Bendick has commented, "One part of the job I set for myself is to make those young readers see that everything is connected to everything-that science isn't something apart. It's a part of everyday life. It has been that way since the beginning. The things the earliest scientists learned were the building blocks for those who came after. Sometimes they accepted earlier ideas. Sometimes they questioned them and challenged them. I want to involve readers directly in the text so they will ask themselves questions and try to answer them. If they can't answer, that's not really important... Questions are more important than answers... If I were a fairy godmother, my gift to every child would be curiosity."
(Source: Gale Literary Databases. "Jeanne Bendick." Contemporary Authors. 13 Nov. 2002. 12 July 2005.
The Jeanne Bendick papers consist of original illustrations for twenty-six books; manuscripts for eleven books; correspondence from 1966 -1977; and numerous drafts, page proofs, galleys, dummies, etc. The collection also includes drafts of the Ginn Science Program's 1968 filmstrip series, and the Learning Experiences Series.
Manuscripts include The Consumer's Catalog of Economy and Ecology; D iscovering Cycles, by Glen Blough; The Human Senses, Measuring, Motion and Gravity, and Adaptation from the series Science Experiences; The Mystery of the Loch Ness Monster; Names, Sets, and Numbers; A Place to Live; Starting Points; What Things Are; Electronics for Young People; Filming Works Like This; Finding out About Jobs: TV Reporting; Heat and Temperature; How Much Space do Some Things Take Up?; How to Make a Cloud; Mathematics Illustrated Dictionary; Mrs. Magellan's Yard; and What to Do.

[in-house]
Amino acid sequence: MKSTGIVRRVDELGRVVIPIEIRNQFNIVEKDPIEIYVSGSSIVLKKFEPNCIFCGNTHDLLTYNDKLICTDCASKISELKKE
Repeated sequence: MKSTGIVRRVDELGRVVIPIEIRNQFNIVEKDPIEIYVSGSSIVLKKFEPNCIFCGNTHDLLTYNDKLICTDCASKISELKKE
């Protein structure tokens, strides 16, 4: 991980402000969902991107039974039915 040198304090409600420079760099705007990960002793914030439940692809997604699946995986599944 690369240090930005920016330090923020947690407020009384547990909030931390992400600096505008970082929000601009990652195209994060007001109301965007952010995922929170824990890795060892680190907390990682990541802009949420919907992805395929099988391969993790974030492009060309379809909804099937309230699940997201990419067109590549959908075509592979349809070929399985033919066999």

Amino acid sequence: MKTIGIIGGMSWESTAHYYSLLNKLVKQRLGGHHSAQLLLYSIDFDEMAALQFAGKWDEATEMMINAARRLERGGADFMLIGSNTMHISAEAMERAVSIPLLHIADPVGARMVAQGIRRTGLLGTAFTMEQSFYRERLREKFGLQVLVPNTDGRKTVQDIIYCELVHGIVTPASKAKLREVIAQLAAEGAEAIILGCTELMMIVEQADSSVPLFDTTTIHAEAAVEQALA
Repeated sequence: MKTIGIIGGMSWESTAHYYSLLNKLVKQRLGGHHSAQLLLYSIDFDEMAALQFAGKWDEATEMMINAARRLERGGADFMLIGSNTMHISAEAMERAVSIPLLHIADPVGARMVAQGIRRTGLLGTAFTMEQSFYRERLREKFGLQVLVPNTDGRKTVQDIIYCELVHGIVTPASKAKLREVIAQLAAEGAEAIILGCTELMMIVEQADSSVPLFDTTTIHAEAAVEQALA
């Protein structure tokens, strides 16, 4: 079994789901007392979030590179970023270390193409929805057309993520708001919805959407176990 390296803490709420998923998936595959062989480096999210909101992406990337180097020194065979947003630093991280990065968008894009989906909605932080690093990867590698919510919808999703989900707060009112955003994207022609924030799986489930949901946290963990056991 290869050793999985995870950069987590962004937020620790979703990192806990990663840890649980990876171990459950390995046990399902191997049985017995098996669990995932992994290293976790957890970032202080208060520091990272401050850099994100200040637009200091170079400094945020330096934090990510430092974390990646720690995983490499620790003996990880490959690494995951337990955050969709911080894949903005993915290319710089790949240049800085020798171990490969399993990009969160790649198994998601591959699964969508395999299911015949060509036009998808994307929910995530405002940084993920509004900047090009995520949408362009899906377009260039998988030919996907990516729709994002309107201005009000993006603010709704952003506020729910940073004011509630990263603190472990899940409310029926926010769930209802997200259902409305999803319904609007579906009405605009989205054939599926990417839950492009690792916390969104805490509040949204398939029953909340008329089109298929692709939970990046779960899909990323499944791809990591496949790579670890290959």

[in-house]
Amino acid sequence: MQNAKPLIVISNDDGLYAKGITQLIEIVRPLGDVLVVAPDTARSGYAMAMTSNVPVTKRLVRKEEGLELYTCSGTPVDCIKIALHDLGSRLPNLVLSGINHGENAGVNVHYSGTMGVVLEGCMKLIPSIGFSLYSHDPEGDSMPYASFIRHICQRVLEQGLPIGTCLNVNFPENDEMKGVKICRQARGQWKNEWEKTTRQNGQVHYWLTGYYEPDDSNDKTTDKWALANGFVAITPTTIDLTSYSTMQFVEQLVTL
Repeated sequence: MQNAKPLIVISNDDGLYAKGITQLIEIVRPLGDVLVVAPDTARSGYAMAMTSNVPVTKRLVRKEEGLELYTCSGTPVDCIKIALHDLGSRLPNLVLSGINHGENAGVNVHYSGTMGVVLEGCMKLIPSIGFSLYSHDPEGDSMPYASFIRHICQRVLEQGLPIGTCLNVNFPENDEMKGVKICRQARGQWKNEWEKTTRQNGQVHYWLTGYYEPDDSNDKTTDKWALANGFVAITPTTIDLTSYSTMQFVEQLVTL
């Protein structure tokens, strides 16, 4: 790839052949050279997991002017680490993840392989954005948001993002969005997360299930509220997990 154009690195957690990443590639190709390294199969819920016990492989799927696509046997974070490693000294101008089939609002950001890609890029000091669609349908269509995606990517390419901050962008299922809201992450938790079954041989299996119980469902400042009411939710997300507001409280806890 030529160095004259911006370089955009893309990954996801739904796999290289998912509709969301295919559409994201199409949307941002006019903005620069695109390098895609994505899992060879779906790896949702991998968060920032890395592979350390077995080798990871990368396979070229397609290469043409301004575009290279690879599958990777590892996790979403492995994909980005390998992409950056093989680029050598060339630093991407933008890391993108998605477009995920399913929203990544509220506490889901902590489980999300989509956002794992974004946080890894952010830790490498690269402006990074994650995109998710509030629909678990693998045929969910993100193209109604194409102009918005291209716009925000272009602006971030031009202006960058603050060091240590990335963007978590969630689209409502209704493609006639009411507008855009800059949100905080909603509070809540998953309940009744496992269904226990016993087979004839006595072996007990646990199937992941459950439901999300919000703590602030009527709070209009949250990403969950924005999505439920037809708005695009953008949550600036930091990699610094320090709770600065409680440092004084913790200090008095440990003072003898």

Illustrations are for the Science Experiences' Adaptation; The Human Senses; Living Things; Measuring; Motion and Gravity; Shapes; and Space and Time. Also included are illustrations for After the Sun Goes Down; Discovering Cycles; The Emergency Book; Look-out for the Forest; Mathematics Without Numbers (formerly titled Take Shapes, Lines, and Letters); The Mystery of the Loch Ness Monster; Names, Sets, and Numbers; A Place to Live; Push-ups and Pinups; Solids, Liquids, Gases; Soon After September; Starting Points in Science; Take a Number; Tree on the Road; The Tree on the Road to Turntown; What Could You See?; The Wind; Why Can't I?; Young Scientist Takes a Walk; and a few miscellaneous illustrations.